Regulators pivotal to mutual funds growth in Asia

Markets remain robust and evolving despite global volatility, and regulators are playing their part in ensuring the ongoing durability of the mutual fund industry across Asia

The growth momentum in Asia's mutual fund industry is continuing at a steady pace despite uncertainties in global markets, with opportunities awaiting managers that are still keen to place their bets on the region.

In 2018, markets were rocked by various headwinds, from fears of rising interest rates and trade tensions to slowing economic growth in China. In the midst of volatility, however, Asia's asset management industry remains dynamic, with recent developments worth keeping tabs on.

These include evolving regulations in China aimed at market liberalization, and allowing banks to set up wealth management subsidiaries. Moving forward, with competition expected to increase as the landscape becomes more diversified, managers must arm themselves with investment expertise and technology.

In the area of fees, the Taiwanese regulator undertook initiatives in late 2018 to reduce fund churning; these included placing a ban on charging initial fixed fees for marketing and sales campaigns, and revising the calculation of commissions, basing these on net sales instead of gross sales. Over in India, the regulator took measures to lower costs incurred by end investors, by directing fund houses to move to a trailer fee-based model of commission in October last year.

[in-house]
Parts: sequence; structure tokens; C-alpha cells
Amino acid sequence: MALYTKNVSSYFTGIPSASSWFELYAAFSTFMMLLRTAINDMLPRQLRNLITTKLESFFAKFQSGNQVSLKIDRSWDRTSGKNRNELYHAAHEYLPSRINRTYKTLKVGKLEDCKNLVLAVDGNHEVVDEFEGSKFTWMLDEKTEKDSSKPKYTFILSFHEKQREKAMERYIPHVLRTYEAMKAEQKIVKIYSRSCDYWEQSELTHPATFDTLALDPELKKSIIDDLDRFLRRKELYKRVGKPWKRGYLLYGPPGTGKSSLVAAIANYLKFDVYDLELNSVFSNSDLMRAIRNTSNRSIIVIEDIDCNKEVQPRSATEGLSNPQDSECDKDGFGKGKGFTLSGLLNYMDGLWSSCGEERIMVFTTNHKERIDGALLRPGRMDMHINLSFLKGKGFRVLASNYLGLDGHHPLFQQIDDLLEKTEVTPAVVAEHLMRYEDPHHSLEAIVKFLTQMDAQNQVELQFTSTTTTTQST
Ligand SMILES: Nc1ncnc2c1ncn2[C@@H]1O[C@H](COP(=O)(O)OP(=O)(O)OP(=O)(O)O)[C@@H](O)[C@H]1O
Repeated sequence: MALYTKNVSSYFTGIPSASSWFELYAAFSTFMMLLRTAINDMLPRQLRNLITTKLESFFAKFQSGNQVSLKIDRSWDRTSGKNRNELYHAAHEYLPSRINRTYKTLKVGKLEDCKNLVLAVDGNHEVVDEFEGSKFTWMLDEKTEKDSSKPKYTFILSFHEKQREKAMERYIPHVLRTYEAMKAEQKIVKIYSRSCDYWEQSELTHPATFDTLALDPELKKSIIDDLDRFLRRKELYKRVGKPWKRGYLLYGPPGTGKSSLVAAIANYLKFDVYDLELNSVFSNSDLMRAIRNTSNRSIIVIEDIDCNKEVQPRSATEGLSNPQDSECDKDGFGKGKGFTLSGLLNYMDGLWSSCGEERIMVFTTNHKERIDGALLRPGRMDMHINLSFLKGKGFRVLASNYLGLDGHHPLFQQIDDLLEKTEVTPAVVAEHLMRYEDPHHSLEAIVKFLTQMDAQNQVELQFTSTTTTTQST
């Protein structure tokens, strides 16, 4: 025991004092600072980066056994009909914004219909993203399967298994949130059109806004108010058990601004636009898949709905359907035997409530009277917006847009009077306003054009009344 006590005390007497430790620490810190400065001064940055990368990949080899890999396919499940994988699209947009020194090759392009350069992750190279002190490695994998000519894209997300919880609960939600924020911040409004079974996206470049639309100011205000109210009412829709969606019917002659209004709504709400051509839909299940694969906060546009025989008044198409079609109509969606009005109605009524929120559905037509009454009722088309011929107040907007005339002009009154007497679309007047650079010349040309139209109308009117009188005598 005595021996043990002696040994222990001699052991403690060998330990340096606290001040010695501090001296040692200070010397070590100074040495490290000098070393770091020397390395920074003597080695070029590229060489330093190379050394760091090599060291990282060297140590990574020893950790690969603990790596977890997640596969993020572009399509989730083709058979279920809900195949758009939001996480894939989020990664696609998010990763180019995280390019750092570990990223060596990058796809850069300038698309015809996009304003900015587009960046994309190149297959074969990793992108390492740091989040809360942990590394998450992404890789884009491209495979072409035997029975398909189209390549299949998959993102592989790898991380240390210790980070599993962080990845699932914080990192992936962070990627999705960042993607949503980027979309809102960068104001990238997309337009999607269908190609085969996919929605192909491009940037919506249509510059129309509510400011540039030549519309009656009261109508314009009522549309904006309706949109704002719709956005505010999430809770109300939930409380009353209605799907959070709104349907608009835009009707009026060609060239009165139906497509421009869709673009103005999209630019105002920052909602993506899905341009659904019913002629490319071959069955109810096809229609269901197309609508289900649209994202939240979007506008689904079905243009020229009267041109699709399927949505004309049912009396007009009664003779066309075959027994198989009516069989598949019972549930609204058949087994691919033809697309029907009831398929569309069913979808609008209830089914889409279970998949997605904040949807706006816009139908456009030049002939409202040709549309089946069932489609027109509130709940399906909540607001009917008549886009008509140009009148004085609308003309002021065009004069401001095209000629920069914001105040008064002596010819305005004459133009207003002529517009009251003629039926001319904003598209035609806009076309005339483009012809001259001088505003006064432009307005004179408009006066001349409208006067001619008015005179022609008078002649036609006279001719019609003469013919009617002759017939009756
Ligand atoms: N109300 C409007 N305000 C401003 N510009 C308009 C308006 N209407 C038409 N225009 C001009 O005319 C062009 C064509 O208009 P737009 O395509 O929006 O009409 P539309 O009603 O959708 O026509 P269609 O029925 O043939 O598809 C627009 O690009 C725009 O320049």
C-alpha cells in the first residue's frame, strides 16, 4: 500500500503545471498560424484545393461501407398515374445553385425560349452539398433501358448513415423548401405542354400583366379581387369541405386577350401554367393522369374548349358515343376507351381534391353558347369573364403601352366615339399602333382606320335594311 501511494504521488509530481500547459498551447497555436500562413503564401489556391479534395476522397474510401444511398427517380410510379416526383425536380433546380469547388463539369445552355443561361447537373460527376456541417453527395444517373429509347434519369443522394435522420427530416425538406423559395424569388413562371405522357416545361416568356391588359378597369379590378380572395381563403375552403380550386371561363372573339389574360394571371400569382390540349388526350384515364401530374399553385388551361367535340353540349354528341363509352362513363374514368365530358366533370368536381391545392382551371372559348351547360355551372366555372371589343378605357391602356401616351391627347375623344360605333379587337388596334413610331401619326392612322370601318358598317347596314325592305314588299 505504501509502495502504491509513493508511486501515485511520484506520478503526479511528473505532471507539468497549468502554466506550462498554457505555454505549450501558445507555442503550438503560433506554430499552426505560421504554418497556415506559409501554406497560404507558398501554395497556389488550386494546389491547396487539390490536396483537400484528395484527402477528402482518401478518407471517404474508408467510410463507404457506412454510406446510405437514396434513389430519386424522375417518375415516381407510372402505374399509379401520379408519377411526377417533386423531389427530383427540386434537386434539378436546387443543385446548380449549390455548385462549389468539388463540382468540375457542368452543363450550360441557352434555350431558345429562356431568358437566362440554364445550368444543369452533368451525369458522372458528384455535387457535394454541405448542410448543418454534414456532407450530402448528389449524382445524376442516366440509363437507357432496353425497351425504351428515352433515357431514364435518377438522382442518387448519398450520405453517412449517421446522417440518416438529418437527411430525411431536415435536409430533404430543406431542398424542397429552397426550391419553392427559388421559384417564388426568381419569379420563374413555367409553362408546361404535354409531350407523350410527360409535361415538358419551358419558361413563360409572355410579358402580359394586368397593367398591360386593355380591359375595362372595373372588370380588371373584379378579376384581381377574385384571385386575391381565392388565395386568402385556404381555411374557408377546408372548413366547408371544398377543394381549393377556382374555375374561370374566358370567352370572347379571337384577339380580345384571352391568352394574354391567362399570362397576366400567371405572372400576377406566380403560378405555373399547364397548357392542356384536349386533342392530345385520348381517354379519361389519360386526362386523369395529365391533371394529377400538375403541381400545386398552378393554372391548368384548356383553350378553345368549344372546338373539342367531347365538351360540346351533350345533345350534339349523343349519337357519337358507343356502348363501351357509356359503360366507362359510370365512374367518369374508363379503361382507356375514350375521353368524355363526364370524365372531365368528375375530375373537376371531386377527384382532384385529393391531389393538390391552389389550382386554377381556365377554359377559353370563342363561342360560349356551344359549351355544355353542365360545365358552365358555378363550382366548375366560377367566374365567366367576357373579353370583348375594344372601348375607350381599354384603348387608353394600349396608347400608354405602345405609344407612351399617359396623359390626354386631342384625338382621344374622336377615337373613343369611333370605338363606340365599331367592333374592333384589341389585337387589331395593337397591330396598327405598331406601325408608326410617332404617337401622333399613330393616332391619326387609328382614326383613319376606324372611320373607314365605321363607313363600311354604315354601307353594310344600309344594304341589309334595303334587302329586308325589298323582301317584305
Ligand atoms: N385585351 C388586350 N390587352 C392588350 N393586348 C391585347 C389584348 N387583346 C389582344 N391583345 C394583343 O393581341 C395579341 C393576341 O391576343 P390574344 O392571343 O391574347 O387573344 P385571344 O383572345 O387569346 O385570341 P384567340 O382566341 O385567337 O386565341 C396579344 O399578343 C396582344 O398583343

New research from Cerulli Associates, a global research and consulting firm, finds that Asian mutual fund assets expanded by 19.5% in 2017, an improvement over the 5.7% increase seen in 2016. These grew 8.2% in the first nine months of 2018; China accounted for the largest share of the pie at 53%, followed by Japan at 16.5%.

The retirement space is also heating up as Asia ages. Cerulli expects total retirement assets in China to surpass 9 trillion yuan (US$1.3 trillion) by 2022, providing more outsourcing potential. In Korea, target-date fund assets more than doubled over the first nine months of 2018; Cerulli believes this segment will be an opportunity for foreign players to build their presence in Korea, as they can partner with local players to launch such products through subadvisory and feeder agreements.

Regulators are taking measures to build Hong Kong and Singapore as Asia's fund management hubs. In Hong Kong, open-ended fund company regulations introduced last year allow managers to launch funds under a new corporate fund structure in addition to the current unit trust form. In Singapore, the Variable Capital Companies (VCC) bill was passed last October, aimed at domiciling funds in the city-state. Cerulli is of the view that these measures to build fund domiciles will bear fruit only over the longer term.




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